Published on October 18th, 2012 | by Nicholas Brown2
NYSERDA Awards $2M to 8 Projects to Develop Energy Storage Technology
The New York State Energy Research and Development Authority has awarded $2 million to eight companies, it announced this week. Each company received $250,000 to facilitate the development of working prototypes of a variety of energy storage technologies. The recipients are all members of the NY Battery and Energy Storage Technology (NY-BEST) Consortium.
This initiative is for technologies that are proven to be feasible.
The organizations and researchers that received the funding are:
- Custom Electronics Inc, which is to develop an electrolytic graphene capacitor to back up the electricity grid during power shortages, voltage spikes, and momentary electricity interruptions.
- E2TAC, which is to develop lithium-ion capacitors for purposes ranging from hybrid vehicles to power electronics.
- GE Energy Storage, which is to work with Raymond Corp. of Greene to develop and electric forklift for use in freezer houses, and it will be equipped with their Durathon Sodium-Halide batteries. Sodium is a very abundant mineral which can be obtained from even seawater. 70% of the earth’s surface is covered in water, and 96% of all water on earth is saline.
- Paper Battery Co., which is to develop a production prototype of its flexible ultracapacitor for energy storage in computer UPS (Uninterruptable Power Supply) systems.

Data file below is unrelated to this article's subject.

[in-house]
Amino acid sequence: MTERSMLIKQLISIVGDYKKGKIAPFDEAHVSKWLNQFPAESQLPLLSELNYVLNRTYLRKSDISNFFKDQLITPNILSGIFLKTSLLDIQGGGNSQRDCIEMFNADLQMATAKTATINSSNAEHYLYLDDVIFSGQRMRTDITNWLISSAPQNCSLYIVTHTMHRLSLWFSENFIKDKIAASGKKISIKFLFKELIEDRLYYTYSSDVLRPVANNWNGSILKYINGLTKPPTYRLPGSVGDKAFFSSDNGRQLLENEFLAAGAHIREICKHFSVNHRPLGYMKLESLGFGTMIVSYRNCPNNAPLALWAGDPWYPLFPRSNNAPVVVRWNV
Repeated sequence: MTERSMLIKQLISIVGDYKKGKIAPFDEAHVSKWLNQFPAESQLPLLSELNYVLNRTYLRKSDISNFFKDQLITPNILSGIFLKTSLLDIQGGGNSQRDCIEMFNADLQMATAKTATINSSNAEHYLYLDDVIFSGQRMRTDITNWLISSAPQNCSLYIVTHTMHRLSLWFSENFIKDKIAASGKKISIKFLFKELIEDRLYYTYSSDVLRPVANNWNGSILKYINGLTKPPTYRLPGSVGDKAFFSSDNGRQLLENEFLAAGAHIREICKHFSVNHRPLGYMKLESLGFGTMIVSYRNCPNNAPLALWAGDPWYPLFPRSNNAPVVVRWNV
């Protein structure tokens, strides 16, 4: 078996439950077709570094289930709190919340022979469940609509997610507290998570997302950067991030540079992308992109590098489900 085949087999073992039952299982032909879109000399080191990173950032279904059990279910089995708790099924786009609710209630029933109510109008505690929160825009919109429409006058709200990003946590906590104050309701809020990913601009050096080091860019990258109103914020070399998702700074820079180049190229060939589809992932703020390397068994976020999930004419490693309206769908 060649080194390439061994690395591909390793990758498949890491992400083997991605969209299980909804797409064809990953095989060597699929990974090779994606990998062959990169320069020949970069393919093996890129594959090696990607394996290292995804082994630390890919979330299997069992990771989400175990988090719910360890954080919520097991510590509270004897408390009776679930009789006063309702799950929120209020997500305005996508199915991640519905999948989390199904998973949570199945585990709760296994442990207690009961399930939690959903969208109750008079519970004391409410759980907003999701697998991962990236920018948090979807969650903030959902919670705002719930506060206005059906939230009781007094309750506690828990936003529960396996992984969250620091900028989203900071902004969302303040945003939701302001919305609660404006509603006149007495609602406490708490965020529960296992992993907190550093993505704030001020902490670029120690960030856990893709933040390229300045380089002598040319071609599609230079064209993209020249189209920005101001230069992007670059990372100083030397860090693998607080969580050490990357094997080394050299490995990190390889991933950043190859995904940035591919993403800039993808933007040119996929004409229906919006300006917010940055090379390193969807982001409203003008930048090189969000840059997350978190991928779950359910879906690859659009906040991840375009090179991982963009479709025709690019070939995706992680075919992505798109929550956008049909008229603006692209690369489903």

- Ioxus Inc, which will continue the development of its supercapacitors (ultracapacitors or ELDC).
- Prismet Precision Materials (Ithaca) — it intends to lower the cost of the manufacturing key raw materials required for lithium-ion batteries.
- Graphene Devices, Ltd – it intends to develop powerful graphene-based supercapacitors with three times the energy density of current commercial devices at the same cost.
- Urban Electric Power – it intends to store 1 MWh of energy using a “flow-assisted” zinc battery which can power up to 40 homes for a day. It takes one house an entire month to use a MWh of electricity. This energy storage system is intended to augment electricity supply when demand spikes during peak hours. This project is being developed with the CUNY Energy Institute.
I’m not surprised that graphene has garnered faith, because it has demonstrated a combination of qualities that no other technology or material can amount to — it has the ability to collect sunlight and convert it into electricity; it has the ability to store energy; it’s extremely lightweight; its strength exceeds that of steel by far; it isn’t metal, so it does not rust; it is malleable; it conducts electricity as well as copper; it conducts heat as well as aluminium; and finally, it was used to construct the fastest transistor in the world — it is an impressive semiconductor.
Source: Green Car Congress